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Cancer

Hype and Glory

Over at the new home of Kausfiles, Mickey Kaus wondered on Monday about all the news coming out of the ASCO (American Society for Clinical Oncology) meeting. Does it show that the hype in the famous 1998 NY Times front-page story on Judah Folkman and his cancer therapy was actually justified? Does the world owe Gina Kolata (the reporter) an apology?

You won’t catch me offering too many opinions on welfare reform over here, so I can’t resist weighing in when Mickey Kaus has some on drug discovery. Some background: the ASCO meeting is one of the most Wall Street-ocentric of the medical meetings. It’s a forum for late-stage cancer trial results to be presented, and investors watch everything for signs. The headlines from the meeting tend to be out of proportion to the actual news.

Witness the NY Times the other day, saying that Imclone’s Erbitux drug “fails” against a placebo. Nothing of the kind! (I seem to have imported some Kausfiles exclamation points.) I’m intensely sceptical of anything Imclone has to say, but these results (as the Times story pointed out about 3/4 of the way through) just failed to show Erbitux working well. Absence of evidence isn’t evidence of absence. This was a small study, and the placebo group fared much better than expected, which blew the statistical significance of the Erbitux results. It happens, and that’s why you try to run big studies when you can: a larger sample has less chance of showing this sort of jumpiness.

It’s true, though, that there’s a lot of anti-angiogenic drug news at the meeting this year. But there was a lot last year, and the year before. Angiogenesis has been the hot topic for many years now. Judah Folkman deserves the credit for pushing this idea, and for sticking with it for a long time without much company. But that was well before the Kolata article; by the time it came out, every major drug company (and plenty of minor ones) was on the case, and had been for years. There are a lot of different angiogenesis mechanisms, and a lot of room to work in.

That’s why, when I read that article, I smiled to myself at the breathless tone it took about Folkman’s peptide drug candidate (a tone that wasn’t Folkman’s fault.) Because peptides, like his Endostatin, generally make lousy drugs. For one thing, you can almost never give them orally; they have to be injected, like insulin. (The biggest reason is that your gut treats the peptides from a pharmacy exactly like it treats the ones from a hamburger: it digests them, rapidly tearing them down to amino acids.)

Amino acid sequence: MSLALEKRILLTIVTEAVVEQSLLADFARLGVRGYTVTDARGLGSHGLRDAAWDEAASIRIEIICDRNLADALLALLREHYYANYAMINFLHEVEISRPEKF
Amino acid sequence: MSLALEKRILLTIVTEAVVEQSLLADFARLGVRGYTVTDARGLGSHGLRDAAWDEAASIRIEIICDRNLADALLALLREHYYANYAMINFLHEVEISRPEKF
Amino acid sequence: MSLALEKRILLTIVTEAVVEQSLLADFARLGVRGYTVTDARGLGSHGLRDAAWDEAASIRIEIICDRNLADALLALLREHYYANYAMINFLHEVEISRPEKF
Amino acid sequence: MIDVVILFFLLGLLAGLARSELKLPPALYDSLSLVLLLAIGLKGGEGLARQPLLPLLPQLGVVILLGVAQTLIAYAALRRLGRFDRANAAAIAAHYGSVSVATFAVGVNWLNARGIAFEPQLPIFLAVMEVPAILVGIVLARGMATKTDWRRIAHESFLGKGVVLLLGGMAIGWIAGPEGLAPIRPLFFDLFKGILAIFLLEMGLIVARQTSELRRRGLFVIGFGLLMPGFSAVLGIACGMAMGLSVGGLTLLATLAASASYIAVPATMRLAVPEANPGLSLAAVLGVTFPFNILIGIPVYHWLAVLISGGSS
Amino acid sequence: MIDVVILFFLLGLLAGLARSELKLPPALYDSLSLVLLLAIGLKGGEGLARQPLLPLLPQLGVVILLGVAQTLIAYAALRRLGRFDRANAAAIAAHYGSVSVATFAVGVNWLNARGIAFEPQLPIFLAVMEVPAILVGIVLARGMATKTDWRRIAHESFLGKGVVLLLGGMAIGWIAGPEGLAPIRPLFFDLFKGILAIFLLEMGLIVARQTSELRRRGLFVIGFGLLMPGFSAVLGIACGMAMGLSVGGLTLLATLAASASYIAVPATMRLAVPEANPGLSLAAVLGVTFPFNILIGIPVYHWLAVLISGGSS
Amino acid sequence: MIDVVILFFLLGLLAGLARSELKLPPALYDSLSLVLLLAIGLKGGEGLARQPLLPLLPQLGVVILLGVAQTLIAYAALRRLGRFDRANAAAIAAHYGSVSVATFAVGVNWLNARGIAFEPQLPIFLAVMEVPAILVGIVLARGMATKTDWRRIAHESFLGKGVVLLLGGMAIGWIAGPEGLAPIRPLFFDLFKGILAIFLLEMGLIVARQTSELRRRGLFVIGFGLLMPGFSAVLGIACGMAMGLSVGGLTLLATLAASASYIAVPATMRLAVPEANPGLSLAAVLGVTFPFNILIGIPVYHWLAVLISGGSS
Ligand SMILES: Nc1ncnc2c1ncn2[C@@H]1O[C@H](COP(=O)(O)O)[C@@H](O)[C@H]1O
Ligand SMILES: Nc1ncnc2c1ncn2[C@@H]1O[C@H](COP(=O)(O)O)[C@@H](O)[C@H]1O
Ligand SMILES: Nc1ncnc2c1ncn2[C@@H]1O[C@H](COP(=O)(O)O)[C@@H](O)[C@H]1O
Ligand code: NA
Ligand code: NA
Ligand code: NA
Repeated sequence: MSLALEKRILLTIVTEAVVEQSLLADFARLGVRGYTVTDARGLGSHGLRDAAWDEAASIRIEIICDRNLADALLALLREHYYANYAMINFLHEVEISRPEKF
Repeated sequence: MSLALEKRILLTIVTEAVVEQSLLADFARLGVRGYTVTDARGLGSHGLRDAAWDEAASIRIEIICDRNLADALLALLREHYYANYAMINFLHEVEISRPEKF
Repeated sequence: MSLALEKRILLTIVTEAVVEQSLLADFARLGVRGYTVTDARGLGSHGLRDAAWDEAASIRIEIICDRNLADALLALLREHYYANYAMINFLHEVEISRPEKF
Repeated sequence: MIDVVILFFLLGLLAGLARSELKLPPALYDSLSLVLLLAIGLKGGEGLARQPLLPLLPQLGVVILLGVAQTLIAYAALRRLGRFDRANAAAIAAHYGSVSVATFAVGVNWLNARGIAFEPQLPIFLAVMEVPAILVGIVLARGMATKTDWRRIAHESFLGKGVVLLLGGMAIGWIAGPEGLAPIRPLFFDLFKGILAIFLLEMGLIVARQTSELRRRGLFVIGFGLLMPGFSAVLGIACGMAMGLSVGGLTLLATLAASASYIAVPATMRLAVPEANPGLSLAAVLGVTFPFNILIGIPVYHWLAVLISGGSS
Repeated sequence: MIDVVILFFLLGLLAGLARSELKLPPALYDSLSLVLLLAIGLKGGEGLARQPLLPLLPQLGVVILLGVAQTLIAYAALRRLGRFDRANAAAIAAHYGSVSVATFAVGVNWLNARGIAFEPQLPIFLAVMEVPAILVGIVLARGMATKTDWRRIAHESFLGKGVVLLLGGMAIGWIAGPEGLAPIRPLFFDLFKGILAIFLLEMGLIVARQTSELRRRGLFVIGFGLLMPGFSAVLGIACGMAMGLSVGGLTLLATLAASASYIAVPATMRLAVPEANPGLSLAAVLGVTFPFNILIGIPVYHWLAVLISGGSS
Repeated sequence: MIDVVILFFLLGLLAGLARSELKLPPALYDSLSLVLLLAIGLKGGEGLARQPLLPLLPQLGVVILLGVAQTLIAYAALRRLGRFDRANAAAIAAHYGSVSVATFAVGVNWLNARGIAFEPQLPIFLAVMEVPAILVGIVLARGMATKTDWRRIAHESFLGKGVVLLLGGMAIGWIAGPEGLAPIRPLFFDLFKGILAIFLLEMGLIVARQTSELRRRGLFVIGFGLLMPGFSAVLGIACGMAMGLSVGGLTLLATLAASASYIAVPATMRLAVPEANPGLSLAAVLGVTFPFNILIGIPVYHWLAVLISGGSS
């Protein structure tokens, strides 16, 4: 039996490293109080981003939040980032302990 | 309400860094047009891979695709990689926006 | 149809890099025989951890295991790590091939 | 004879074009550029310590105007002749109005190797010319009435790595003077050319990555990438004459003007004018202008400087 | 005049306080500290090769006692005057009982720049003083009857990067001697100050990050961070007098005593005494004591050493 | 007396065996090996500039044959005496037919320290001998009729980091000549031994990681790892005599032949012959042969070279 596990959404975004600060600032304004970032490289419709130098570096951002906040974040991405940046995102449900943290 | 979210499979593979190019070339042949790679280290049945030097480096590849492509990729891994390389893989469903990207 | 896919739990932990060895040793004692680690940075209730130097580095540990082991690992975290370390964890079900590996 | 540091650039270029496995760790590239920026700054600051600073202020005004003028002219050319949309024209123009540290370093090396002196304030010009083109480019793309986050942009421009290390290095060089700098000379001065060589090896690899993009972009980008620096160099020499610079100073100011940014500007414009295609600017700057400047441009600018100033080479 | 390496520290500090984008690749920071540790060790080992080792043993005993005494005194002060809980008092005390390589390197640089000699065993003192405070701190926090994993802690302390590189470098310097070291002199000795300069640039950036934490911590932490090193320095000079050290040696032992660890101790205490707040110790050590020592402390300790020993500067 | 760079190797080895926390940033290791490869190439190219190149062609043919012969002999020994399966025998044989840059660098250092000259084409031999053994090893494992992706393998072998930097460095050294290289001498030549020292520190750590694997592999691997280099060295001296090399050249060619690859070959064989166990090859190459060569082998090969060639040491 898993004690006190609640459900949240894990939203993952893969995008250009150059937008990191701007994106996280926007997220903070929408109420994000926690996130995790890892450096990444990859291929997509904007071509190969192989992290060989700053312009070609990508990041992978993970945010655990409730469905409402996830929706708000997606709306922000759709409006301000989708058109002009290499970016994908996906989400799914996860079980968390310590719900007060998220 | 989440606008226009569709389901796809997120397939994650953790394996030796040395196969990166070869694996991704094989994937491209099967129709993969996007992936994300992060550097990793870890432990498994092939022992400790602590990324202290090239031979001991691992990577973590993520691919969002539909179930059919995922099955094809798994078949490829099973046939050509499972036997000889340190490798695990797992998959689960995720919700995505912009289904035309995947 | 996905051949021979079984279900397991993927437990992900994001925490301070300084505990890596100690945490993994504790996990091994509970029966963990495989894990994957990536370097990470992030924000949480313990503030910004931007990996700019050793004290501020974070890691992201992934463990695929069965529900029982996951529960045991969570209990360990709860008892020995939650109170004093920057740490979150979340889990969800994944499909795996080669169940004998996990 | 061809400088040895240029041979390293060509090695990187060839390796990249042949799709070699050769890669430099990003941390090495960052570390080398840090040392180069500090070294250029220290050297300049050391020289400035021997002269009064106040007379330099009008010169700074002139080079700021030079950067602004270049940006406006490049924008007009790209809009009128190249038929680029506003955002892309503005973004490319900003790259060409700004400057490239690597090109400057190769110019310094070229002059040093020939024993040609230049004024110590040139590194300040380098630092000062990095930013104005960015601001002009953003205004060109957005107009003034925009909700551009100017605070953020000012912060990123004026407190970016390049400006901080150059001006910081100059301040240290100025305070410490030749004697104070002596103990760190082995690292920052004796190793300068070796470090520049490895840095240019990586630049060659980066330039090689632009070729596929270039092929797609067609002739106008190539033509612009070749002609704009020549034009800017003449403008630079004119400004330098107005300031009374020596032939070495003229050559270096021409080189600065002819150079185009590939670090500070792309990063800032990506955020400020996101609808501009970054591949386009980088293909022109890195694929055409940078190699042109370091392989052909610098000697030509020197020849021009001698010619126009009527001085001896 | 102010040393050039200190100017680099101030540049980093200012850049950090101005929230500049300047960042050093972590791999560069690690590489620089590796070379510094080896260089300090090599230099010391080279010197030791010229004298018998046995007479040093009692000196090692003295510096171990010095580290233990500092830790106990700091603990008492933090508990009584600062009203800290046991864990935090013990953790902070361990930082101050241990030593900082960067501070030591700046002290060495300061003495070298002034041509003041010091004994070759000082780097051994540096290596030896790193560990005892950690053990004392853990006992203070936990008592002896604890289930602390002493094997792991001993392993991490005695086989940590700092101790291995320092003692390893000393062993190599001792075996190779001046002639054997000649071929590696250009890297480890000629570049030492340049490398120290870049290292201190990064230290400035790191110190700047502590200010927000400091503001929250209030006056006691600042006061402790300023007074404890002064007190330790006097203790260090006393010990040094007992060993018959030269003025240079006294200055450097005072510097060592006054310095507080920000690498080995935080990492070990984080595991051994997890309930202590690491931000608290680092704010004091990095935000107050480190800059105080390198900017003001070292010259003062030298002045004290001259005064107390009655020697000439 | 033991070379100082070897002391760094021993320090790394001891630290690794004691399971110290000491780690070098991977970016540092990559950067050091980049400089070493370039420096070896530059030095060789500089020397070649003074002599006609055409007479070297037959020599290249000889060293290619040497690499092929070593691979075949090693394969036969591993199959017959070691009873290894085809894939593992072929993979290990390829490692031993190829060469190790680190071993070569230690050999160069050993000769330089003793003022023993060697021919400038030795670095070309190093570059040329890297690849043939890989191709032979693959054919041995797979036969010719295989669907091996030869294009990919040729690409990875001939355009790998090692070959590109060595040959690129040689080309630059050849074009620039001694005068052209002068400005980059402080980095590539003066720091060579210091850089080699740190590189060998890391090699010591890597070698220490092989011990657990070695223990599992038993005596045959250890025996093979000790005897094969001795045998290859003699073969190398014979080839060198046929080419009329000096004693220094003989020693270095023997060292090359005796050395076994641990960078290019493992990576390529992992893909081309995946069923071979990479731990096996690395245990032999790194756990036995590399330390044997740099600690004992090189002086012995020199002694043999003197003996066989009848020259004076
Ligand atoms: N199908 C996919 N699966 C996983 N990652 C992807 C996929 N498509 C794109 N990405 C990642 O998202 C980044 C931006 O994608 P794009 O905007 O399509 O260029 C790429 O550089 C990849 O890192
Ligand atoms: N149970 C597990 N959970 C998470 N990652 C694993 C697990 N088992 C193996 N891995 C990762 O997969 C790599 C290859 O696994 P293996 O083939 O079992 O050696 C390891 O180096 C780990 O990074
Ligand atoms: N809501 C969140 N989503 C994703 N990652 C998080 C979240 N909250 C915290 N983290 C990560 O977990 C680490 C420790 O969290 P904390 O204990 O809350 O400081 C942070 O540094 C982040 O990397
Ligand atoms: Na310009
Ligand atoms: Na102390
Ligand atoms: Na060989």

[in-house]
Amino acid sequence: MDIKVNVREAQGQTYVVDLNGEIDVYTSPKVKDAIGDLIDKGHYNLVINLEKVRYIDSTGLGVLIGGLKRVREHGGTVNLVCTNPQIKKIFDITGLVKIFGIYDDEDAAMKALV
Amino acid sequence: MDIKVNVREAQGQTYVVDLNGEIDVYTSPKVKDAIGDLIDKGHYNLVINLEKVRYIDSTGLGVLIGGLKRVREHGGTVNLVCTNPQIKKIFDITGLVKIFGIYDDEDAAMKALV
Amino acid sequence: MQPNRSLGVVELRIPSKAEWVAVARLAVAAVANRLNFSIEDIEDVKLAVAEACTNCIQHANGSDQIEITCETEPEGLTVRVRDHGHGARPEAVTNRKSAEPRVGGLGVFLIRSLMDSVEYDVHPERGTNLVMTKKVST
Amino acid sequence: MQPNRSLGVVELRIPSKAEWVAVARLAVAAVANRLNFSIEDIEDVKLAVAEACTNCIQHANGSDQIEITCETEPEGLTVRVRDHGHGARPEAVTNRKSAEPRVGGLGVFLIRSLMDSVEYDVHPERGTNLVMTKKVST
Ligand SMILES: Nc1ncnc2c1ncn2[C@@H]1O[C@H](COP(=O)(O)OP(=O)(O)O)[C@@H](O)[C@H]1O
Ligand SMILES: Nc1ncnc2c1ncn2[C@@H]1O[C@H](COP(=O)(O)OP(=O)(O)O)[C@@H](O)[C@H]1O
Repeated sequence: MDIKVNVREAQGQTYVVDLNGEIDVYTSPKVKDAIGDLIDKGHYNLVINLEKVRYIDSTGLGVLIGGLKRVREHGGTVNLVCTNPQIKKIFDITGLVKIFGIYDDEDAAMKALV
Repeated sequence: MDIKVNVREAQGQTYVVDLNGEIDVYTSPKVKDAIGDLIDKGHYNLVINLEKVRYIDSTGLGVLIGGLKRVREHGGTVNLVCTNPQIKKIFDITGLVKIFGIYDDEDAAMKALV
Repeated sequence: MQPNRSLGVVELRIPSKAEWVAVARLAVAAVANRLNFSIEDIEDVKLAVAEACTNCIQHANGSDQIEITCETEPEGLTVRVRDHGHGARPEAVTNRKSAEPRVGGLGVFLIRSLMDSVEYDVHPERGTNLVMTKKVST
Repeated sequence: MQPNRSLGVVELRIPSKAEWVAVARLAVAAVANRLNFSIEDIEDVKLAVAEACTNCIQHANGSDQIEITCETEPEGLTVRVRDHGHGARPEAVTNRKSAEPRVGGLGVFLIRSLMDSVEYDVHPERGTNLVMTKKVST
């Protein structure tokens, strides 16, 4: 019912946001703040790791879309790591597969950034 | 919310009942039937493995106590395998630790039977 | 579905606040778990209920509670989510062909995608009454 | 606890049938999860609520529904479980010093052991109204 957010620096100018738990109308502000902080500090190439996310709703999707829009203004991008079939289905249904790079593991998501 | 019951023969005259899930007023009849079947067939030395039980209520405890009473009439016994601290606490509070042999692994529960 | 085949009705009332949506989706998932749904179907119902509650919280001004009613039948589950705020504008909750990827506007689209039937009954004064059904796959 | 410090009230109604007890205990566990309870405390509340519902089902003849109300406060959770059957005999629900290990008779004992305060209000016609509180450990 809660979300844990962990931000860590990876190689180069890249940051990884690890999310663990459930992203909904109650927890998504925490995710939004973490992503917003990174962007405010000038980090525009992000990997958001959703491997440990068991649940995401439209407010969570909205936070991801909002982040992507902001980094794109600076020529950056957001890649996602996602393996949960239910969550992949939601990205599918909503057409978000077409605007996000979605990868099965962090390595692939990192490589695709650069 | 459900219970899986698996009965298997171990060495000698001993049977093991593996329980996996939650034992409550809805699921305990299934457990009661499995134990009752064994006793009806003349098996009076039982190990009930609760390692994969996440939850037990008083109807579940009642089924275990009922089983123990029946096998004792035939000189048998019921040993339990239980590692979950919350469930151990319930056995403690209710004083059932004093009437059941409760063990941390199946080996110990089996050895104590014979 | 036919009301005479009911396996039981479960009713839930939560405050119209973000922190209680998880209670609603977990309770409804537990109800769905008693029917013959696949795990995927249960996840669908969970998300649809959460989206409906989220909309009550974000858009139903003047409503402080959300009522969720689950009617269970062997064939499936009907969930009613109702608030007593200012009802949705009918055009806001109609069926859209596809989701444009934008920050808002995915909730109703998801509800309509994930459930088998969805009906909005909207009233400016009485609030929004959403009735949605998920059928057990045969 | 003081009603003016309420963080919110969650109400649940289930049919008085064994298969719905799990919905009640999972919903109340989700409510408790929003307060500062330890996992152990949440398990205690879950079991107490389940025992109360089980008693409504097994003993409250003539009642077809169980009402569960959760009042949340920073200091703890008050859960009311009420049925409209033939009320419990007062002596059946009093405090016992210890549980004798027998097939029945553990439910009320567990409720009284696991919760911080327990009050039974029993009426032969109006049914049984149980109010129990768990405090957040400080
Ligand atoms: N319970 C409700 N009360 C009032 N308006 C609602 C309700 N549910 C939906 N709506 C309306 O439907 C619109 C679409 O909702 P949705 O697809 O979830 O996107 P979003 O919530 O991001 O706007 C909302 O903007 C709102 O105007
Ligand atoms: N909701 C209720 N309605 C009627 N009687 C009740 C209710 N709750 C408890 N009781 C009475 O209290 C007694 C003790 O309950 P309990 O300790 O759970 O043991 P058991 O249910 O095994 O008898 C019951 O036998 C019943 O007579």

And angiogenesis inhibitors, like many of the other new cancer therapies, are probably going to be every-day drugs, which are no fun to inject. It’s doubtful that they’ll make the cancer disappear completely, and in some cases they’ll do well just make it stop growing. If you stop taking the drug, the tumor will probably pick right up where it left off. I can’t imagine anyone wanting to find out. (Combinations of the newer drugs with the older cytotoxic ones might deliver the knockout punch, but again, who wants to find out that it didn’t? Those will be difficult trials. . .)

Orally active small molecules are the way to go – and I don’t say that just because I get paid to discover them. They’re cheaper to make, easier to purify, and you can take them with the beverage of your choice. Entremed, the company that licensed Endostatin, is still trying to turn it into a drug (burning through heaps of Bristol-Meyers Squibb money for a few years along the way.) Meanwhile, small molecules targeting angiogenesis are already closer to being approved. I honestly don’t see what a difficult, unstable peptide is going to have that these compounds don’t.

The person associated with the Kolata article who really deserved to be whacked over the head is James Watson. He grabbed the spotlight with his ill-considered statement that “Judah is going to cure cancer in two years.” Well, it’s been four years now, and it’s not happening. Judah Folkman’s concept is already going a long way toward curing cancer, but his compound isn’t. And that’s the real problem with Kolata’s article: angiogenesis wasn’t news, and endostatin wasn’t news. Drug development is the news, but it’s slow, expensive, and doesn’t make a snappy above-the-fold very often.